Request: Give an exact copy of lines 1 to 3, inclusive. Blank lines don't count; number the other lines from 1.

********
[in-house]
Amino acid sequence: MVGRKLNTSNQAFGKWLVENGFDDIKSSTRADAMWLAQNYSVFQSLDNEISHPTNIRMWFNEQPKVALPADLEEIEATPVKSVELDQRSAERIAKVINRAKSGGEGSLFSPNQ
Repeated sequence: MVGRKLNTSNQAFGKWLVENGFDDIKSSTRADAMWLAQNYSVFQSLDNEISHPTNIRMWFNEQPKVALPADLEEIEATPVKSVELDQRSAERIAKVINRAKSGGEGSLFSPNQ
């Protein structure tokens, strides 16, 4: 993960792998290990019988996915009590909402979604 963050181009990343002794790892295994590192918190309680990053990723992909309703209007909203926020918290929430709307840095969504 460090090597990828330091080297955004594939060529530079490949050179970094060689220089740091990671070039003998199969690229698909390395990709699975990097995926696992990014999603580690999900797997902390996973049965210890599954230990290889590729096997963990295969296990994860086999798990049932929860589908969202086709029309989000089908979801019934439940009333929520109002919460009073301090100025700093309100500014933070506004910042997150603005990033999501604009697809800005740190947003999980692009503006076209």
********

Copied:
[in-house]
Amino acid sequence: MVGRKLNTSNQAFGKWLVENGFDDIKSSTRADAMWLAQNYSVFQSLDNEISHPTNIRMWFNEQPKVALPADLEEIEATPVKSVELDQRSAERIAKVINRAKSGGEGSLFSPNQ
Repeated sequence: MVGRKLNTSNQAFGKWLVENGFDDIKSSTRADAMWLAQNYSVFQSLDNEISHPTNIRMWFNEQPKVALPADLEEIEATPVKSVELDQRSAERIAKVINRAKSGGEGSLFSPNQ